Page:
Officials in Haiti are fearing that “thousands — perhaps more than 100,000 — may have perished” in the deadly earthquake that hit this week. “Parliament has collapsed. The tax office has collapsed. Schools have collapsed. Hospitals have collapsed,” President Rene Preval said. “There are a lot of schools that have a lot of dead people in them.” Aid agencies have also been hit hard, with Tuesday being “one of the deadliest single days for United Nations employees.” The death toll climbed yesterday as “dozens of aftershocks” hit the nation.
Yesterday, President Obama said his administration would lead “a swift, coordinated and aggressive effort to save lives” in Haiti. The president told his advisers that he wants to know “why it is we’re not doing more.” Former President Bill Clinton, who serves as a U.N. special envoy to Haiti, writes that “small contributions will make a big difference in the aftermath of such destruction.” To make a $10 contribution to the Red Cross recovery effort in Haiti, simply text “HAITI” to 90999. (It will be charged to your cell phone bill.)
The Obama administration has announced that it will temporarily halt the deportations of undocumented Haitians. But “there was no immediate indication that the federal government would grant Haitian nationals Temporary Protected Status.” The Wonk Room’s Andrea Nill makes the case for granting TPS.
A new U.N. survey has found that last year was the most lethal for Afghan civilians since 2001, with the Taliban causing a majority of noncombatant deaths. The report said 2,412 civilians were killed in 2009 — a 14 percent increase from the previous year. The number of civilians killed by NATO forces fell 28 percent.
“President Obama and top Congressional Democrats held a marathon negotiating session” yesterday “in an effort to thrash out agreements on sweeping health care legislation.” Though no firm agreements were produced, Obama, House Speaker Nancy Pelosi (D-CA), and Senate Majority Leader Harry Reid (D-NV) said in a statement that they had made “significant progress in bridging the remaining gaps.”
Lloyd Blankfein, the chairman and chief executive of Goldman Sachs, admitted yesterday that the bank “engaged in ‘improper behavior in 2006 and 2007 when it made huge bets on a housing downturn while peddling as safe more than $40 billion in securities backed by risky U.S. home loans.” Blankfein made the acknowledgement during the opening hearing of Congress’s Financial Crisis Inquiry Commission.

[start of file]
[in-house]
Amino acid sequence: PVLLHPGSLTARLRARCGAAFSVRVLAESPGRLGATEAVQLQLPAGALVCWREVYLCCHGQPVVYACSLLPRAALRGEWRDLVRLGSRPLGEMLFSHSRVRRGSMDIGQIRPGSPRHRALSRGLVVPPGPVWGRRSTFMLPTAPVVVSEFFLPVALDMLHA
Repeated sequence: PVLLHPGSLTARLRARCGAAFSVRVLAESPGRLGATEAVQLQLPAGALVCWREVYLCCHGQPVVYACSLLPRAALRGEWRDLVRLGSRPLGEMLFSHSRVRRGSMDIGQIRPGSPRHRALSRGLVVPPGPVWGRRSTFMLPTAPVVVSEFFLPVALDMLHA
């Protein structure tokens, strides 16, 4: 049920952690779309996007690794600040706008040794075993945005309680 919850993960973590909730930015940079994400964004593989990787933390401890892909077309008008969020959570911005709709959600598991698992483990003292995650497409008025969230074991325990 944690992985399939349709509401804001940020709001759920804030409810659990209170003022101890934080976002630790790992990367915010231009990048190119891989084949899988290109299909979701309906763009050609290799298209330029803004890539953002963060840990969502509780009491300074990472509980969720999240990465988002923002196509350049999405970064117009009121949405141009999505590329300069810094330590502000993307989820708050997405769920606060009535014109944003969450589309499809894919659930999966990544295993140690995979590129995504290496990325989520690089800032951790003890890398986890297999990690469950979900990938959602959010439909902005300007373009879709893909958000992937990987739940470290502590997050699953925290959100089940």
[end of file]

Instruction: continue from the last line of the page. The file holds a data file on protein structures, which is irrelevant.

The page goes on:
President Obama is expected to call today for “taxing about 50 big banks and major financial institutions for at least the next decade to recoup all taxpayer losses from the bailout of Wall Street.” The tax, if enacted, is may raise nearly $90 billion.
“A record 2.8 million households were threatened with foreclosure last year,” up 21 percent from 2008. “That number is expected to rise this year as more unemployed and cash-strapped homeowners fall behind on their mortgages.”
Lawyers for Joint Chiefs of Staff chairman Adm. Mike Mullen “are recommending a delay of at least a year in beginning the process to repeal the ban on openly gay military service.” However, other Pentagon advisers “argue that lifting the ban would not cause unmanageable problems or divisions among the uniformed military.”
The Justice Department will announce today that they are “beginning a major campaign against banks and mortgage brokers suspected of discriminating against minority applicants in lending.” The new unit “will focus exclusively on unfair lending practices.” The department “is hiring at least four lawyers and an economist for the new unit, while about half a dozen current staff members will transfer into it.”
And finally: While full body scanners at airports have been generating significant controversy, one group is throwing its full weight behind the devices. The American Association for Nude Recreation released a press release headlined, “Airport Scanning that ‘Takes It Off‘ is Good for America,” saying that the screenings are “completely worth it.”
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